Soul's Shadow

by TardisGhost [Reviews - 76]

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  • Teen
  • None
  • Action/Adventure, Character Study

Author's Notes:
A/N: Ahvhgedfweuagh! Donna is comming baaaaaaaaaaack! And ten! Can I be more grateful to be alive in this time? Probably not.
Also a short notice. I might not update as often, since I'm a little busy these days and not home so often... but I'll do my best :3

"So… you're not mad at me for what happened before?" I carefully asked.

We had hiked through the mountains for the better of three or maybe four hours and the way had been steep and also contained a few passages we had to lightly climb over. Nothing so bad we would have needed ropes, but still difficult enough to stay silent and concentrated. Now we were on a smoother path through a patch of forest, the sun already about to set.

The Master was staring into the air, seemingly lost in his own thoughts. It took him a few moments to look down and towards me, and another few moments until he seemed to even remember what I was referring to.

"I'm evil, not dumb," he grumbled. "There's a difference, although you might not be aware of it."

"Yeah, yeah, I'm a stupid ape, I get it," I drawled, sighing.

Some metres ahead the Doctor was chatting with one of the women, excitedly gesturing with his arms and showing no signs of exhaustion. He helped them navigate with his Sonic Screwdriver that had picked up a promising trace a few hours ago. Donna was a few steps behind, keeping up surprisingly good, considering that she didn't seem to type for long hikes. The other two men were also having a quiet conversation, Bor holding the map and pointing at it sometimes.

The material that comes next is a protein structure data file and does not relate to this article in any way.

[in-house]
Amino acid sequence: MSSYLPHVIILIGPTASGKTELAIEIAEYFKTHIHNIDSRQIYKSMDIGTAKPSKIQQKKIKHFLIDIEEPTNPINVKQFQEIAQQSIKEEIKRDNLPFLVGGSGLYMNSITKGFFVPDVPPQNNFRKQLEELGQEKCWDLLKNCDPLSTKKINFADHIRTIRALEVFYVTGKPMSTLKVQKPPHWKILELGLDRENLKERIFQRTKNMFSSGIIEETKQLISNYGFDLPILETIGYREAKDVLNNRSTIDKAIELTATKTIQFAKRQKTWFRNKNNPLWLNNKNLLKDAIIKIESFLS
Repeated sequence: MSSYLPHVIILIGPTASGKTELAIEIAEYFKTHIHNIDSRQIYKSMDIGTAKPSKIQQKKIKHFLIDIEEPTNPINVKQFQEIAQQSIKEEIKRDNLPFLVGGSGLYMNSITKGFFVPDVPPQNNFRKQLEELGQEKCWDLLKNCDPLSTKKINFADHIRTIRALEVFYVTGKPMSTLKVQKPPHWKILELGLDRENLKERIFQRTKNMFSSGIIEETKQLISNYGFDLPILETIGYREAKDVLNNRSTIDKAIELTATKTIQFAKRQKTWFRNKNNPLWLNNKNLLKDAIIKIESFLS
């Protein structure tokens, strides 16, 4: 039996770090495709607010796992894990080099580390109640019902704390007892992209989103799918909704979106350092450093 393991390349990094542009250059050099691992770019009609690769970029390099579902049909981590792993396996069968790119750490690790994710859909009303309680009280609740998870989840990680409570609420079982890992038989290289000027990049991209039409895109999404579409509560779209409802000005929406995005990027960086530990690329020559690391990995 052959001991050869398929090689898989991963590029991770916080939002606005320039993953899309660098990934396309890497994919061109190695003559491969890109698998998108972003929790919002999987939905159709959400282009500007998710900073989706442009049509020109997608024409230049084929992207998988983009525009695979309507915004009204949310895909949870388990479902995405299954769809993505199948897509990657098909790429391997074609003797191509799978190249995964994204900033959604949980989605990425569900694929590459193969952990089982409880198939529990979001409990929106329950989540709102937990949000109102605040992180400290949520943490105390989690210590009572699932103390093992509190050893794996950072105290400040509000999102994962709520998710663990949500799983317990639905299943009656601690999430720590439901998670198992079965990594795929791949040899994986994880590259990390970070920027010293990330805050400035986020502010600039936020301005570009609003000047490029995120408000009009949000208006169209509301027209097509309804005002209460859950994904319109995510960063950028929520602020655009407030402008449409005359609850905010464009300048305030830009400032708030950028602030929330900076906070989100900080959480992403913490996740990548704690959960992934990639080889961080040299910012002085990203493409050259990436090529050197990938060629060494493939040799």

"I heard them again," I muttered, not daring to look at the Master.

At first there was no reply and I already thought he would dismiss it, as always. "I know," he eventually replied, almost speaking as quietly as I had. "It reverberated loud enough. Must have been… unpleasant."

Now I did look, surprised and also relieved. "So, they aren't that loud all the time."

"Ha! Noooo! I'd properly go insane." He laughed and then sent a grin my way. "Loud enough, still. Sometimes it gets close." He shook his head and then lightly bumped his fist against my shoulder. "But this time I can be certain you heard them. That's good news. It means you might actually have a chance."

I smiled at my feet. At least there was something I could do. And he didn't hate me, not more than usual, anyway.

"We're almost there," called Darwil and we all gathered around him. He pointed at the map, then at a steep mountain ridge in front of us. "Just over there, if that device of yours is right. The location matches with a valley, although… Well, we'll have to see. We predicted the city to be in a slightly different direction."

"Over there?" asked Donna, glaring at the ascent. "Who'd hide a city behind that? It's insane to even consider climbing up there."

"Och, it's not that bad," said the Doctor. "We have ropes and hooks and everything. You'll be alright."

"Alright? Listen up, spaceman, I've never climbed anything! Up to Gramps' hill, yeah, but not…" She gestured to the ridge.

"You'll manage." The Doctor nudged her playfully and grinned. "I'll help and the others will have an eye on you too."

"Yeah, doesn't look that bad," I agreed. "Do we even need hooks? There's enough juts and nooks. I've climbed worse without gear."